Learning to Listen - the Melody

Rt66's very own Music Reviewer - Singer-Songwriter Cyndi Alba gives you her latest lesson in listening!


As songwriters, we try to pick notes that flow together just like our spoken language. Talk like this, we do not. So the words and the melody should follow our natural speech patterns. The flow of the language should be more important than a forced rhyme, and unnatural speech has a tendency to jump out at the listener like a mistake.

For example, words like about, return, around, tuxedo, and removal should have the long note on the second syllable.

Words like sunshine, morning, open, loving, careful, and clearly should have the long note on the first syllable. And the higher pitches should rise and fall naturally in the tune they way they do in our speaking voice.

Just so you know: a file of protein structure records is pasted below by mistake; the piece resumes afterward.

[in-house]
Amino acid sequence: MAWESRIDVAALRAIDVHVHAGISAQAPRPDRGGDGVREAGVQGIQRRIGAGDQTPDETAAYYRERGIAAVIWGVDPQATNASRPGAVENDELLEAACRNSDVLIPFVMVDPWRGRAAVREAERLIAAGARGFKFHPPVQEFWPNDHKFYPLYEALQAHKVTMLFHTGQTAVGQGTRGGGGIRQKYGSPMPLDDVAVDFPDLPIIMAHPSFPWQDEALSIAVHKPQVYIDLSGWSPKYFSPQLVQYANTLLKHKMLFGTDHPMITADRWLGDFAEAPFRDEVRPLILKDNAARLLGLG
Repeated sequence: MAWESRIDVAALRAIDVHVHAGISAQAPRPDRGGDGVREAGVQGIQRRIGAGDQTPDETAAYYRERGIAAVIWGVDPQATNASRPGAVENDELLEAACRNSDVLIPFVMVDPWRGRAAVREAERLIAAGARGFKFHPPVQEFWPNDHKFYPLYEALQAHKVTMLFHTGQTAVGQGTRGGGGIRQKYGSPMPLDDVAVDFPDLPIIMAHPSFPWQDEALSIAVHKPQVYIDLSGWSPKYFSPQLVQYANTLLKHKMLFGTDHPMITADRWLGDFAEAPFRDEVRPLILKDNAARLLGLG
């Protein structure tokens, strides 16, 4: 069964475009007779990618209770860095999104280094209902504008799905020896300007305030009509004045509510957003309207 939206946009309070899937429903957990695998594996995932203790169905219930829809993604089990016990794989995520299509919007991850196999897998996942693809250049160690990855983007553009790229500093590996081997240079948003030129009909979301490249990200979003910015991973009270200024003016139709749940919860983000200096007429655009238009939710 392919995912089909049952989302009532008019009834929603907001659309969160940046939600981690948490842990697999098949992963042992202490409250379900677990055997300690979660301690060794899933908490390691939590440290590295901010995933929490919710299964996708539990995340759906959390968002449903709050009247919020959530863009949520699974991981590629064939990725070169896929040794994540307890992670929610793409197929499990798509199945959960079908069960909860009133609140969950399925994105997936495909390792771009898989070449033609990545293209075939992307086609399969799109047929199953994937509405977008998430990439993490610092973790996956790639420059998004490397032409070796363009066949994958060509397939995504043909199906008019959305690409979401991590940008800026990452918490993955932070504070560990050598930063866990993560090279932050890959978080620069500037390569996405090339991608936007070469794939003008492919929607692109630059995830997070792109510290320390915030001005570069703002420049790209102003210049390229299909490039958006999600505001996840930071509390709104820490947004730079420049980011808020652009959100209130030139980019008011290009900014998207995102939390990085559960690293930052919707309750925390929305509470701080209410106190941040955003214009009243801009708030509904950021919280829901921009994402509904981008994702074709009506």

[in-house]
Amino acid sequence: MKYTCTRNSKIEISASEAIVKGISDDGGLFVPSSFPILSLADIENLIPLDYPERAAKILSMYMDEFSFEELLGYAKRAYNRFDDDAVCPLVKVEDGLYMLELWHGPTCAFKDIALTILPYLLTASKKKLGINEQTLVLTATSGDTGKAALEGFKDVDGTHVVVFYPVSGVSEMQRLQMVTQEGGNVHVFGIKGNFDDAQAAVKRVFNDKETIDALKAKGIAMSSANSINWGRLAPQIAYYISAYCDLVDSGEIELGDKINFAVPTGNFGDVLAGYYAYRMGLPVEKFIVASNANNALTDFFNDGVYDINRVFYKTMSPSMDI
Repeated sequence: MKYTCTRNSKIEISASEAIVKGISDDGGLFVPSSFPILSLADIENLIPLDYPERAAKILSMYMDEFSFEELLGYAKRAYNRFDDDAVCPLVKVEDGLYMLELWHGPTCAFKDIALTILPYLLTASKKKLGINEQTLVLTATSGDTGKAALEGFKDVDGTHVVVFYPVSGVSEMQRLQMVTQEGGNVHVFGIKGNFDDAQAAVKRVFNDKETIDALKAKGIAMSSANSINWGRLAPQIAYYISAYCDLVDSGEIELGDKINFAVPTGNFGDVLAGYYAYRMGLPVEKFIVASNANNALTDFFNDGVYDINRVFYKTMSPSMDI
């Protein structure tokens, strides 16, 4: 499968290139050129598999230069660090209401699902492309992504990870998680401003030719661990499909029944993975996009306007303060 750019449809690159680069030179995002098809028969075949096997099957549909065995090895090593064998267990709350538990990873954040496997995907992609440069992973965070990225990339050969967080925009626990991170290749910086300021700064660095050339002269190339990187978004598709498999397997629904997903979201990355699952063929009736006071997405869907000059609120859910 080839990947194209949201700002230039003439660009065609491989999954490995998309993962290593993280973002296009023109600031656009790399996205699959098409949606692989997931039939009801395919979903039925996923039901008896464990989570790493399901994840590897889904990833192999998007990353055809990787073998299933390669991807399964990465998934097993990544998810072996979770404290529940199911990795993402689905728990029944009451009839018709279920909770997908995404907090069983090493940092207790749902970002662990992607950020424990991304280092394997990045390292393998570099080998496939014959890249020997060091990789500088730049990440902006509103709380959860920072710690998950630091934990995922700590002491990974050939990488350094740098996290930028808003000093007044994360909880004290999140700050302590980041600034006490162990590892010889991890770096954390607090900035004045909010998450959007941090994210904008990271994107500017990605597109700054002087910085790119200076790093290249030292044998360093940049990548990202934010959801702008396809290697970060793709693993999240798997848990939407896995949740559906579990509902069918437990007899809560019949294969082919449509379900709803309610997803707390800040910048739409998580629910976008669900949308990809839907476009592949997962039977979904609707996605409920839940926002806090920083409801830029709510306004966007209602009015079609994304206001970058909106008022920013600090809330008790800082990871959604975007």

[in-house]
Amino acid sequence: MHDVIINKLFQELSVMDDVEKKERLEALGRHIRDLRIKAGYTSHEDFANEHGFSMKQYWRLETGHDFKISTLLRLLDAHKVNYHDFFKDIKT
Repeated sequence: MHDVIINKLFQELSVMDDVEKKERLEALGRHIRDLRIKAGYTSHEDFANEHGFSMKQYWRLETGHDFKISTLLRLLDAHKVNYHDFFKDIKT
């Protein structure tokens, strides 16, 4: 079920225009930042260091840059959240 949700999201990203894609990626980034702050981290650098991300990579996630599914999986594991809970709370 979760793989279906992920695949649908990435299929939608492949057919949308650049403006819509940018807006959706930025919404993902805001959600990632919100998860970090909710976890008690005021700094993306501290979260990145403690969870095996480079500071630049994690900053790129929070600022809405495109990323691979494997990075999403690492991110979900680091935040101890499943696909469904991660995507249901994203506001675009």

Grab a magazine or newspaper article, or whatever you’re scrolling through on your phone, and read two or three sentences out loud. Listen to which words are accented, and which words are pronounced quicker and seem almost not important.


In the melody, the higher notes are typically the main words in the lyric. Sing the line “Blue Eyes Cryin’ in the Rain” – cry and rain are higher pitched than the small words between them.


For you folks who loved English class, the pronouns and prepositions should typically be lower pitched and shorter than the subjects and main nouns in the lyric. The melody of the song will be sound natural if the songwriter follows these conversational styles.

Songs are also easy to memorize if they flow naturally and follow the way we speak.


Sing the lyric “I’m So Lonesome I Could Cry” and you’ll see that the first syllable of lonesome is the high note, and could is low and short. Hank gave us a melody we’ve been singing for 80 years because it follows natural speech and doesn’t feel forced.


Learning to listen will make you a better music fan, or maybe just make you a fan of better music.

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